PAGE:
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First-time Buyer

Halifax to launch 10-year sub-4% mortgage deal

Paloma Kubiak
Written By:
Paloma Kubiak

Halifax will launch a 10-year mortgage deal priced at 3.99%, putting the rate in the territory of five-year fixed rates. But is it worth locking in for a decade?

From tomorrow (15 February), Halifax will reduce rates on its homebuyer range by up to 0.36%, with deals available via brokers and direct.

Its 10-year fixed rate at 60% LTV (40% deposit) will fall from 4.35% to 3.99%, while its 10-year fixed rate at 75% LTV (25% deposit) will be reduced to 4.04% from 4.4%.

Both come with a £999 fee and loans are available between £25,000 and £1m.

Halifax confirmed that for any borrower taking out this deal, the Early Repayment Charge (ERC), if you want to end the contract within the term, will be as follows:

  • 6% to 30/06/2028
  • 5% to 30/06/2029
  • 4% to 30/06/2030
  • 3% to 30/06/2031
  • 2% to 30/06/2032
  • 1% to 30/06/2033.

In the last couple of weeks, a mortgage rate war has broken out, with the likes of Yorkshire Building Society, Virgin Money and HSBC launching sub-4% mortgage deals on five-year products.

According to data site Moneyfacts, Lloyds Bank has offered a 10-year remortgage product fixed at 3.99% since 9 December 2022, while Virgin Money also released a 3.99% 10-year deal on remortgage and purchase products from 31 January 2023.

It revealed that the average 10-year fixed rate mortgage stood at 4.33% on 1 September 2022  (ahead of the disastrous mini Budget), before climbing to 5.41% at the start of October 2022. It rose to 5.69% in December, before falling back to 5.47% in January and 5.34% in February 2023.

However, as of today, the average rate stands at 5.06%, while the number of products in this category stands at 159, up from the 105 deals in the aftermath of the mini Budget.

Approach with caution

Mike Staton, mortgage and protection advisor at Staton Mortgages, said: “While these headline rates may appear enticing to a mortgage applicant, swap rates indicate that fixed rates will drop further.

“I don’t see a big uptake from clients who receive advice from a qualified broker for 10-year fixed rates. A lot can happen in this long time frame and you will more than likely find yourself paying a penalty to exit from the mortgage within the fixed period.

“For me the three- and five-year fixed rates appear attractive enough at the moment, and come with a lot more flexibility than the 10-year fixed.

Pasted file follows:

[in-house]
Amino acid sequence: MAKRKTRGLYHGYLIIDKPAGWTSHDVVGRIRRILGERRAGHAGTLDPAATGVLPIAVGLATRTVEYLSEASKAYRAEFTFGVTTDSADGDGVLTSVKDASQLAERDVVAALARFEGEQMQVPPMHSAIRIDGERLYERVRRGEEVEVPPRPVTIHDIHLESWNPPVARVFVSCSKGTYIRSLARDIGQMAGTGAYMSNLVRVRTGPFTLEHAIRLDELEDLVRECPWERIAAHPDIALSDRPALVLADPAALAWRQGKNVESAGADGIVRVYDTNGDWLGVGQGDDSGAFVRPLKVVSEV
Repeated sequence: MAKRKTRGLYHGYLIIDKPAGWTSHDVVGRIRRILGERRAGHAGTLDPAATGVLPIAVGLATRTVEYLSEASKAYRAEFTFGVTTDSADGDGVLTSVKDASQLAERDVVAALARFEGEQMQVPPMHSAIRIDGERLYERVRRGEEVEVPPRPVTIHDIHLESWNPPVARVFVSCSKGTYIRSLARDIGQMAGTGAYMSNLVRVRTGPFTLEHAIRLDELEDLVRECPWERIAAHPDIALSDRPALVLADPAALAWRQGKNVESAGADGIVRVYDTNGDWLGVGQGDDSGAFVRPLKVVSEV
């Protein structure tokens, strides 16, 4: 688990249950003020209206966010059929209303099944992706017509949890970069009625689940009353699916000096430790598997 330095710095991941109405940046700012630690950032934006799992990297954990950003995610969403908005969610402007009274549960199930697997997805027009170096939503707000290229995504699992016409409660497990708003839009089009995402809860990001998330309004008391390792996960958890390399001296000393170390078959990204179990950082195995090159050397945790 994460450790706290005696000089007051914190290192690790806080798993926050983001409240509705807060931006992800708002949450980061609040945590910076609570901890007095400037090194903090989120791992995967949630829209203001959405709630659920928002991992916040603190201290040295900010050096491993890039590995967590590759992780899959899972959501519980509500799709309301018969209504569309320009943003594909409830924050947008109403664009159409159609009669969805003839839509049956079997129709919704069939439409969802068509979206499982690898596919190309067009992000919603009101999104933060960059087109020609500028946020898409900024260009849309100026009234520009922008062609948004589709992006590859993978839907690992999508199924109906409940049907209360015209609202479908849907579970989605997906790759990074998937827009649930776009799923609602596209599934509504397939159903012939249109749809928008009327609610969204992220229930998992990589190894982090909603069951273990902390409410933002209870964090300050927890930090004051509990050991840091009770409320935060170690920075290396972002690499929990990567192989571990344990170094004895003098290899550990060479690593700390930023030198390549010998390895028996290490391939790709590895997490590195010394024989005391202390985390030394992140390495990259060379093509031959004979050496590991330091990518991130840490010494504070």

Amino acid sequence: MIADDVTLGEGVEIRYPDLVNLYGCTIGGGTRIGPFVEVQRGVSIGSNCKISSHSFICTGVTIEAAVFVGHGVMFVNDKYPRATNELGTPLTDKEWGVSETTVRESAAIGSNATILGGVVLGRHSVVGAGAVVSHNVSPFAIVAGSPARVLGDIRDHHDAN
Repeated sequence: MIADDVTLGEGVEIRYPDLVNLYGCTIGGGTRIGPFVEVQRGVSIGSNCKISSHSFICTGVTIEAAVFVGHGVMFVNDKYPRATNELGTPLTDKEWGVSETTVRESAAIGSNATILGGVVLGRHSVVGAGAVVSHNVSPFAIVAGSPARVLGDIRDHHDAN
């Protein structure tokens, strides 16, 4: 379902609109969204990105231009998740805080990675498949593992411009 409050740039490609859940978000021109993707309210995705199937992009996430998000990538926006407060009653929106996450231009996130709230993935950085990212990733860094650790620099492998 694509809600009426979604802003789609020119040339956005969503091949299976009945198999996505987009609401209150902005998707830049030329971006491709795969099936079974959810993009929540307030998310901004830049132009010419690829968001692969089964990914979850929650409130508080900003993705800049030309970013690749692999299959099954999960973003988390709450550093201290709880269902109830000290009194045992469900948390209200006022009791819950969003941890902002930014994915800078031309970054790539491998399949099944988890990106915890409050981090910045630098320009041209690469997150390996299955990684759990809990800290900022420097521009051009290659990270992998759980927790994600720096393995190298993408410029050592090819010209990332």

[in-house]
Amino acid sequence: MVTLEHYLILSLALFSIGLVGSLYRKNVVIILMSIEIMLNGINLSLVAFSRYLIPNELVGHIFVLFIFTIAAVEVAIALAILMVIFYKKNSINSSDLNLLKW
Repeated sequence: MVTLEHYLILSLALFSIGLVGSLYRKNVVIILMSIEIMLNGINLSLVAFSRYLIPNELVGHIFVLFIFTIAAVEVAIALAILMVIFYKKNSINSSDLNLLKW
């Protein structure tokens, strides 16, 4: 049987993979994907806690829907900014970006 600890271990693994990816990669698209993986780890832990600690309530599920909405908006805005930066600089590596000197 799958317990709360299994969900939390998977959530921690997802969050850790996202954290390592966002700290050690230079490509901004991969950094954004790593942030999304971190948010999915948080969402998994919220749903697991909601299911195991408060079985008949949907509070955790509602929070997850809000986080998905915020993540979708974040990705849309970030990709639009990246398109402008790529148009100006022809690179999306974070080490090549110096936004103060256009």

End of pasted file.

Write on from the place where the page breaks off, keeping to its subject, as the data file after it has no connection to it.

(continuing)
“Just ask yourself why 10-year fixed mortgages were rare when rates were in the low 1% bracket.”

Staton revealed the current best buy five-year fixed rate deal stands at 3.95%, while the two-year rate is 4.25%.

“These appear to be the cheapest available which shows you are missing out if you do not speak to a broker,” he added.

‘Could be good value’

According to David Hollingworth, associate  director, communications, at L&C Mortgages, the longer-term fixed rates are “unusually” offering rates that are lower than what is available on two-year deals.

“That will be down to what the market expects over the longer-term so although base rate may have further to climb in the meantime, there may be room for that to ease over the medium to longer-term”, he said.

Hollingworth added: “Of course, there are no guarantees and what the markets expect doesn’t always come to pass so a ten year fix could prove to be good value over the longer run.

“However, it is important to consider that in the majority of cases a ten year fix will carry Early Repayment Charges throughout the fixed rate term.  That could limit flexibility to shop around at a later date, whether that is due to a change in the rate environment or as a result of moving home.”

Back in September 2022, Nationwide repriced its 10-year deal to 4.24% (85% LTV, fee-free), which meant that it was cheaper than the equivalent two-year deal at 4.79%.

At the time, brokers said it was “uncharted territory”, adding that it was a “win/win” situation for lenders as they urged borrowers to approach with caution.

With the cost-of-living crisis, many people will be looking to minimise their outgoings and may want the certainty of a predictable rate over a longer time period.

However, they said that it’s important to speak to an independent and whole of market mortgage adviser to review all options as a lot can change in a decade, and 10-year fixed deals “lack flexibility”.

Earlier this month, the Bank of England raised the base rate for the tenth consecutive time as it reached 4%. In its updated forecast, it expects the base rate to rise to 4.5% by mid-2023, falling back to 3.25% in three years’ time.